Why Data Governance is Important and What Skills are Key for it?
In today’s world where data has acquired greater importance, ‘Data Governance’ can never be an afterthought. Organizations contain exponentially growing data volumes encompassing the every aspect of the organization’s internal and external activities related to clients and partners. Data Governance thus becomes imperative for the organization to achieve accurate and actionable insights through error-free and reliable business analysis.
When organizations say they’re plunging into the deep waters of a Data Governance program, they typically mean that they want to improve existing operational standards across the enterprise while implementing high-level Data Governance policies at the same time. An effective Data Governance policy results in availability of high quality organizational data. This, in turn leads to better management of business operations and supply chains, and improved efficiencies in marketing and customer relationship management.
There are two sets of activities involved in efficiently running a Data Governance program and these two sets require very different skill sets. The reason behind this is that Data Governance roles and responsibilities are also very different: people involved at the top level decide governance policies and translate them into objectives and rules of engagement for the lower level teams to follow as they build, monitor and manage individual data controls. It comes as a no-brainer that it is in every organization’s interest to manage the data well.
While there are many benefits of Data Governance, there are a few challenges as well. One thing should be made clear that Data Governance doesn’t provide a quick-fix solution. It is an ongoing process and the results are slow and cumulative, as different parts of the organization organize and align themselves to meet common Data Governance targets. The biggest challenge to deploying Data Governance projects is the lack of understanding of the utility of Data Governance. There is always a need to persuade the top management of an organization to make the investments required to implement Data Governance projects.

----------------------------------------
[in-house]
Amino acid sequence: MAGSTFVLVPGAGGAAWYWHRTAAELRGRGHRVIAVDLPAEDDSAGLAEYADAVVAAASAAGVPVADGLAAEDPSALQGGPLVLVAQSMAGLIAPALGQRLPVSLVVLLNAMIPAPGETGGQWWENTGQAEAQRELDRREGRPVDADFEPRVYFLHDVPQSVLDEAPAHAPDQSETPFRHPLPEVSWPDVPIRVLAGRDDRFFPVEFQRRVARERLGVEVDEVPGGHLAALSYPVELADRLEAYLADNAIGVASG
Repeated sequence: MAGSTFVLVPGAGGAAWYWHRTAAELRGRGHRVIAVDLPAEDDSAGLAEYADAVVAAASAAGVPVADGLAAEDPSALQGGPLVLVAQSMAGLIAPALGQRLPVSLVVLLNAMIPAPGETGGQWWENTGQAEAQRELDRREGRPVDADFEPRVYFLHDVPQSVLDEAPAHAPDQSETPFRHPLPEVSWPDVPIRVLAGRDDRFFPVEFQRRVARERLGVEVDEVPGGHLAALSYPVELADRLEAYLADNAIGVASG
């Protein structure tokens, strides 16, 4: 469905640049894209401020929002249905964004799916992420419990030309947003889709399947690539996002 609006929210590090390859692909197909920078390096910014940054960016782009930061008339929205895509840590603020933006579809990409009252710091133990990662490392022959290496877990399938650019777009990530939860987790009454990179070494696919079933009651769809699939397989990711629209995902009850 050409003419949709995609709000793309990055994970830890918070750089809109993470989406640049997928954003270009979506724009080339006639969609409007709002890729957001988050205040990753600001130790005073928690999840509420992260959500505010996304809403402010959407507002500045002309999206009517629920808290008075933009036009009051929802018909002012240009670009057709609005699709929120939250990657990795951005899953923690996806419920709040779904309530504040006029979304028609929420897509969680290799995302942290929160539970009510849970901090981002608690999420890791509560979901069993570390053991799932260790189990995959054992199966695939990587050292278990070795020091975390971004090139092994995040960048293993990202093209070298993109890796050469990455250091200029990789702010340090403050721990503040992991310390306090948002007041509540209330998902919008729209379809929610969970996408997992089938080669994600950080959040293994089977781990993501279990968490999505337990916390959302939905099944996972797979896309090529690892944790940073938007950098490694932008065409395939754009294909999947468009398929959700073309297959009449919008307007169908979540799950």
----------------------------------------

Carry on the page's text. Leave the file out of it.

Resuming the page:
There are companies that prefer creating layers of data stewards with well-defined responsibilities. Typically, they’re organized into groups or hierarchies focused on specific information issues.
Such hierarchies include high-level roles with titles such as "lead steward" or "enterprise steward." The people filling these roles might also serve on Data Governance councils, effectively tying together various strands of Data Governance and data stewardship.
So, what kind of resources does one need for a secure Data Governance program? And what skills and knowledge is required to make the program a success? The answers to these questions depend to a large extent on the Data Governance model you adopt and the type of Data Governance framework you put in place.
Key Skill Sets